Both Neanderthal and early modern humans used birch tar - the first time in known history that a new material came into use.

Coming up with it is one thing, but finding a way to scale it is more challenging.

To get answers, scholars used Petri net models to try and infer what kinds of cognition were required for the materials. The findings suggest Neanderthals probably relied on several cognitive traits that archaeologists often associate with modern thinking and behavior. “Neanderthals used, at least on some occasions, a complex production process to make tar," says  Dr. Sebastian Fajardo, who led the study. "To do that they needed ways to deal with a lot of information, like understanding and a way to transmit information very well.”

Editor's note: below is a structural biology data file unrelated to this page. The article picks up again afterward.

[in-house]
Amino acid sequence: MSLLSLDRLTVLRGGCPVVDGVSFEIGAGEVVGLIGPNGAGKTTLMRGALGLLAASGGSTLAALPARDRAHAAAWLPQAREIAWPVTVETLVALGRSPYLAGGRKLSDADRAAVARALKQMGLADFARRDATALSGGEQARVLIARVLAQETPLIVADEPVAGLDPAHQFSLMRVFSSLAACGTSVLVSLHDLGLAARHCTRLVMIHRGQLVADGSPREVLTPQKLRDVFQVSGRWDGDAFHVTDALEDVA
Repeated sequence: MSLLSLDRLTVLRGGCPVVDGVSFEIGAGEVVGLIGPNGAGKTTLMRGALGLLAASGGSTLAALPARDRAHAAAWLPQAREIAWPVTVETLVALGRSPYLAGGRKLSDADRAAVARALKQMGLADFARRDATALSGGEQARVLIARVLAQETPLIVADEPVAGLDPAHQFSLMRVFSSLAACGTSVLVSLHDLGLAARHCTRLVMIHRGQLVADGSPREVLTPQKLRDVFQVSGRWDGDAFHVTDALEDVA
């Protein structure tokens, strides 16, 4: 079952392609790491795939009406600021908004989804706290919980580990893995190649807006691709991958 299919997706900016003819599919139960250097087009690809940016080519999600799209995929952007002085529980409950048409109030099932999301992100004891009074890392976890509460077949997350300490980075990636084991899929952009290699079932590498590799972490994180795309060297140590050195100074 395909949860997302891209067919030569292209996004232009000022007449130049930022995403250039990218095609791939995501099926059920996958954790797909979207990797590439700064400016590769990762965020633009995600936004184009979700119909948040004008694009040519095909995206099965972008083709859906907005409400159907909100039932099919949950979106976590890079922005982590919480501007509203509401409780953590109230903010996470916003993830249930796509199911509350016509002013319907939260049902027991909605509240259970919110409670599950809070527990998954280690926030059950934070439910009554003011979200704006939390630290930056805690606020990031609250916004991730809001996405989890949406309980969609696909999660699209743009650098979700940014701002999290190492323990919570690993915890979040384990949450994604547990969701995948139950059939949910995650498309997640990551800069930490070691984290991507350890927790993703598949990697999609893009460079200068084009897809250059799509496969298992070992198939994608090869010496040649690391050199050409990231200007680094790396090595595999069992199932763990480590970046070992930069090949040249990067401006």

Birch bark tar vessel containing hot tar from a recently completed experiment using the ‘raised structure’ technique. Photo credit: Geeske Langejans

The study doesn't prove they used a particular method for creating the tar, it instead looked at how scaling up a technological process affects its complexity. In this case, scaling has a significant impact on the complexity, which suggests people had a way to deal with this complex upscaling, like inventing a way for working together, as Henry Ford did with the assembly line, and more communication.